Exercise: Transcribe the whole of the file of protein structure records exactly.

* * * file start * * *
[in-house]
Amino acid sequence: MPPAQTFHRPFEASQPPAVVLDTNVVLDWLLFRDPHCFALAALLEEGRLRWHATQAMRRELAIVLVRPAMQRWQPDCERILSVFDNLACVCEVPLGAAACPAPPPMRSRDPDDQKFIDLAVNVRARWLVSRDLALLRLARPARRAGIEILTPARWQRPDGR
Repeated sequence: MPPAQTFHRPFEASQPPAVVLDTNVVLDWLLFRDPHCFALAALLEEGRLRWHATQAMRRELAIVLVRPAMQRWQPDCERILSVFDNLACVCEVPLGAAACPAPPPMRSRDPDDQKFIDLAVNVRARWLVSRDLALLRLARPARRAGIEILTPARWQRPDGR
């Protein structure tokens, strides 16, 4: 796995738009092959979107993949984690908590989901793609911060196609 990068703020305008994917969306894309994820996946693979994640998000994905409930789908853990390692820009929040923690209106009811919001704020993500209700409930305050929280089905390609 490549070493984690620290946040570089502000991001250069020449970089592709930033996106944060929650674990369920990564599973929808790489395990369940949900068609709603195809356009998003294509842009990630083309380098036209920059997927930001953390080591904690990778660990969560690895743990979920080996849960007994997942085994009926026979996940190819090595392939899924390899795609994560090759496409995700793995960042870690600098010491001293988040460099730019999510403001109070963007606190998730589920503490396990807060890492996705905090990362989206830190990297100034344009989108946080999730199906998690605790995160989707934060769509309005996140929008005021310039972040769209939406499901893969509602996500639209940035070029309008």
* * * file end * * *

[in-house]
Amino acid sequence: MPPAQTFHRPFEASQPPAVVLDTNVVLDWLLFRDPHCFALAALLEEGRLRWHATQAMRRELAIVLVRPAMQRWQPDCERILSVFDNLACVCEVPLGAAACPAPPPMRSRDPDDQKFIDLAVNVRARWLVSRDLALLRLARPARRAGIEILTPARWQRPDGR
Repeated sequence: MPPAQTFHRPFEASQPPAVVLDTNVVLDWLLFRDPHCFALAALLEEGRLRWHATQAMRRELAIVLVRPAMQRWQPDCERILSVFDNLACVCEVPLGAAACPAPPPMRSRDPDDQKFIDLAVNVRARWLVSRDLALLRLARPARRAGIEILTPARWQRPDGR
């Protein structure tokens, strides 16, 4: 796995738009092959979107993949984690908590989901793609911060196609 990068703020305008994917969306894309994820996946693979994640998000994905409930789908853990390692820009929040923690209106009811919001704020993500209700409930305050929280089905390609 490549070493984690620290946040570089502000991001250069020449970089592709930033996106944060929650674990369920990564599973929808790489395990369940949900068609709603195809356009998003294509842009990630083309380098036209920059997927930001953390080591904690990778660990969560690895743990979920080996849960007994997942085994009926026979996940190819090595392939899924390899795609994560090759496409995700793995960042870690600098010491001293988040460099730019999510403001109070963007606190998730589920503490396990807060890492996705905090990362989206830190990297100034344009989108946080999730199906998690605790995160989707934060769509309005996140929008005021310039972040769209939406499901893969509602996500639209940035070029309008």